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Randy Krum infographic designerRandy Krum

President of InfoNewt.
Data Visualization, Infographic Design, Visual Thinking, Product Development and Marketing professional fascinated by good infographics.  Always looking for better ways to get the point across.

 

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Entries in budget (39)

Monday
Jun162008

The Cost of Gadgets


From Wired.com, this is really a 3-dimensional chart. I liked it because there are very few 3D charts that actually portray 3 dimensions of data. (This is actually 4D if you include the different products as a dimension) Usually 3D charts are just bad use of chart styles from PowerPoint. I also like the perspective from above. Although unusual, it helps to see the whole chart.

Monday
May052008

Where Does the Money Go?


From the nytimes.com, this graphic visually represents how average consumer spending breaks down, and the color code shows how much spending in that category has changed in the last year. For example, Gasoline is 5.2% of an average consumer's spending, and it has risen 26% from 2007 to 2008.

As far as I can tell, this is actually a treemap, but in a new shape. More details pop-up when you mouse over each of the individual shapes.

Thanks to Tony, for sending in the link.

Tuesday
Jan222008

Nichloas Felton's 2007 Annual Report


Nicholas Felton has published his new 2007 Annual Report. I love the way he breaks down his own personal life into maps and charts. I had just posted about his 2006 Annual Report last month.

Sunday
Dec232007

Miraculous Logistics Behind Operation Christmas


Holiday Infoporn from Wired.com.

Here's our theory: There is, in fact, a nonsupernatural Santa. It's a transnational corporation with one mission-critical fulfillment goal: Every kid who celebrates the holiday gets a toy on Christmas eve.
Check out the side-scrolling timeline at the bottom. I think they should have included Chinese New Year.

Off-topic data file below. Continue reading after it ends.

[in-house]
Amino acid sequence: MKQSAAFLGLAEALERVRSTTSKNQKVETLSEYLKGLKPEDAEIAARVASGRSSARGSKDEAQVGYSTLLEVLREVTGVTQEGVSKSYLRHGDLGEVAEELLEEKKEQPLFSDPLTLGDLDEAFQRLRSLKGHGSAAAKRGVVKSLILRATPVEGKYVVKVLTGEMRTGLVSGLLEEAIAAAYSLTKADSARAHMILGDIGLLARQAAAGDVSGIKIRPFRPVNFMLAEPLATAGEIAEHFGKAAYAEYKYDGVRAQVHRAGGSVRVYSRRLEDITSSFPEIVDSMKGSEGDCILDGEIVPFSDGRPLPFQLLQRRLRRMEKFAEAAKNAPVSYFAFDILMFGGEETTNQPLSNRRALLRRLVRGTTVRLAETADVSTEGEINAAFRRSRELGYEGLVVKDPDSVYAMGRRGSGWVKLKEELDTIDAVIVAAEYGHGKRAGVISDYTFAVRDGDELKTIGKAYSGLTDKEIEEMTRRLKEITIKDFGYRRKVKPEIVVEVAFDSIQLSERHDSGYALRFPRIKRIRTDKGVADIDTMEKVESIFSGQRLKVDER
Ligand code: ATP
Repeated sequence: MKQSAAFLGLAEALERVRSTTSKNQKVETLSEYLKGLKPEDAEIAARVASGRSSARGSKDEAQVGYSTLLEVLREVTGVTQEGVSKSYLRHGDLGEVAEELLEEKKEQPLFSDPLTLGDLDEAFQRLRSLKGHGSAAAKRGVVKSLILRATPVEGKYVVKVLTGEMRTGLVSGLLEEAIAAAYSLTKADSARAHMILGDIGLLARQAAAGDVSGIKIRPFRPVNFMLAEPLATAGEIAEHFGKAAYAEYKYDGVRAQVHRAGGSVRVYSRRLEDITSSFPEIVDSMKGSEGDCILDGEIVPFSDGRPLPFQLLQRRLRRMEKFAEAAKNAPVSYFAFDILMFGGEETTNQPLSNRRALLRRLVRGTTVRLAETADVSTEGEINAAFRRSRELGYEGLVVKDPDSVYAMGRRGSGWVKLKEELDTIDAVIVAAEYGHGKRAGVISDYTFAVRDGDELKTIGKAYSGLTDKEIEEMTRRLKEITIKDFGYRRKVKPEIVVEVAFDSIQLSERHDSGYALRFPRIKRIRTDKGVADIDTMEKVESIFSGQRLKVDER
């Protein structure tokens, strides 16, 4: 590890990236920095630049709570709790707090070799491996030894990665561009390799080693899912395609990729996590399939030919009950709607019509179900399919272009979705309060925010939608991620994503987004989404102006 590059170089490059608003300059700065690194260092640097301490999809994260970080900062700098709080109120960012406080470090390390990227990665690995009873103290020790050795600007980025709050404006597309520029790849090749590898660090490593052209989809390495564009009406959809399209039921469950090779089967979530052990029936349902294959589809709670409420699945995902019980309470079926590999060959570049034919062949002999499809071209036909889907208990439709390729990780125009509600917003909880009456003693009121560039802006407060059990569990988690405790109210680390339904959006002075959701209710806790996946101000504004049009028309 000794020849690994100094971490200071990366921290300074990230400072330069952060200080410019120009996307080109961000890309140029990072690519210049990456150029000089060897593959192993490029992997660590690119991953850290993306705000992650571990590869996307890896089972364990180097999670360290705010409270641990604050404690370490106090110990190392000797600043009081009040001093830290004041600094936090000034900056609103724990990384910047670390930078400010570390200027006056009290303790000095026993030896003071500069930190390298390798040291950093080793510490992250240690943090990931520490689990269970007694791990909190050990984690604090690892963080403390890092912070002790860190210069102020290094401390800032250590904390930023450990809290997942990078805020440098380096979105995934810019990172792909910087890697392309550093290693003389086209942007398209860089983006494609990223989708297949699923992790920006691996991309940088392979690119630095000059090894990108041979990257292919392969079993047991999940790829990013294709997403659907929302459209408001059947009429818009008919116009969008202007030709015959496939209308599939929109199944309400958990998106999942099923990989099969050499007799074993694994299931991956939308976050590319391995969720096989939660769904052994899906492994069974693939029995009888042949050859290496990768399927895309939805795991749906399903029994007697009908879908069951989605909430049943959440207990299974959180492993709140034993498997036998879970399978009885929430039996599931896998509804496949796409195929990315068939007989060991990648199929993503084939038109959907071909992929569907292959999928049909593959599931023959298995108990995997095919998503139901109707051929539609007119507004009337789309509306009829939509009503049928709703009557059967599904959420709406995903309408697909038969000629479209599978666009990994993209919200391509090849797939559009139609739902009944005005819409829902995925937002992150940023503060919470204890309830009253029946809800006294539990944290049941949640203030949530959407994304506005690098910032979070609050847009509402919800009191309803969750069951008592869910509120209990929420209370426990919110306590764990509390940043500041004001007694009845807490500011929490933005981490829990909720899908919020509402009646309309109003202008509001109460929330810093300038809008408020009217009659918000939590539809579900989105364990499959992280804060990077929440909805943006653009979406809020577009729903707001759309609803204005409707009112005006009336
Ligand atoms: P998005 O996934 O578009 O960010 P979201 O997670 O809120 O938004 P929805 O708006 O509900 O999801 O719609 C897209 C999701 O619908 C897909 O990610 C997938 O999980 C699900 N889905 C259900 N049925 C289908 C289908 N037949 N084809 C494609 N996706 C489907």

Tuesday
Oct302007

Lotteries Profit, but Do Students?


Interactive graphic, from the NYTimes:

Lotteries in 42 states and the District of Columbia rake in billions of dollars, but much of the cash from ticket sales gets channeled back into prizes and lottery administration. States earmark the profits for programs like education, but the lottery dollars contribute only a small percentage of the total education funding.

Saturday
Aug252007

Consumer Spending (5% on Tech Stuff)


From Wired magazine (issue 15.08) a treemap infographic of consumer spending in 2005. 5% of all consumer spending was on technology, and of course, Wired broke down that 5% into an expanded treemap.

Internet access +216%, Residential phone -25%. VOIP seems to be making an impact.

Sunday
Jul222007

Death and Taxes 2008

NEW Death and Taxes infographic for 2008!


It is the 2008 Federal discretionary budget of the United States. is a representational poster of the federal discretionary budget; the amount of money that is spent at the discretion of your elected representatives in Congress. Basically, your federal income taxes. The data is from the President's budget request for 2008. It will be debated, amended, and approved by Congress by October 1st to begin the fiscal year.
So this is what the President is asking for, not the final budget. Compare this to the final 2007 discretionary budget from my earlier post.

An interactive Flash version is online at www.thebudgetgraph.com/poster.

Saturday
Jul212007

Top Presidential Contributions 1Q


It's early for the 2008 election, but major campaign funding has already started. It will be interesting to see if more money early in the race makes a difference in the outcome.

From washingtonpost.com

Sunday
Jul152007

Death and Taxes 2007


One of my favorite infographics is the Death and Taxes series.

This infographic visually breaks down the US Federal Discretionary Budget for 2007 into smaller and smaller bubbles. The actual values are also included as text, but the size of the bubbles instantly gives you an understanding of how the different budget items compare.

An online version in Flash is also available at thebudgetgraph.com

Just to be clear, this only shows the Discretionary Budget which totals $938 Billion. The total budget is $2.8 Trillion. Notice the circle in the background (just barely visible at the top and bottom) showing the National Debt of $9.35 Trillion.

One older version is the 2004 Budget.

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